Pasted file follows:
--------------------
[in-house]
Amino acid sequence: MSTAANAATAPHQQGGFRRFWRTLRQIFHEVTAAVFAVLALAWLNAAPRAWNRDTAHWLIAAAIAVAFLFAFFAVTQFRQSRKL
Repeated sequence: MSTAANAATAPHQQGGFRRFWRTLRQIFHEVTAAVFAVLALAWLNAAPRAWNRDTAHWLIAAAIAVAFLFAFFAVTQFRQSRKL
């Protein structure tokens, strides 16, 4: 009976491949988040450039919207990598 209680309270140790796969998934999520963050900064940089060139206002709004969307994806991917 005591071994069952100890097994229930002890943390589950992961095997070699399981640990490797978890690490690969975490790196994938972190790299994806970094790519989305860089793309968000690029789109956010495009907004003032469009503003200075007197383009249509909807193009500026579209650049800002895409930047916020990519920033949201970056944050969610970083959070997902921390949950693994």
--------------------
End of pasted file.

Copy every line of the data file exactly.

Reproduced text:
[in-house]
Amino acid sequence: MSTAANAATAPHQQGGFRRFWRTLRQIFHEVTAAVFAVLALAWLNAAPRAWNRDTAHWLIAAAIAVAFLFAFFAVTQFRQSRKL
Repeated sequence: MSTAANAATAPHQQGGFRRFWRTLRQIFHEVTAAVFAVLALAWLNAAPRAWNRDTAHWLIAAAIAVAFLFAFFAVTQFRQSRKL
């Protein structure tokens, strides 16, 4: 009976491949988040450039919207990598 209680309270140790796969998934999520963050900064940089060139206002709004969307994806991917 005591071994069952100890097994229930002890943390589950992961095997070699399981640990490797978890690490690969975490790196994938972190790299994806970094790519989305860089793309968000690029789109956010495009907004003032469009503003200075007197383009249509909807193009500026579209650049800002895409930047916020990519920033949201970056944050969610970083959070997902921390949950693994």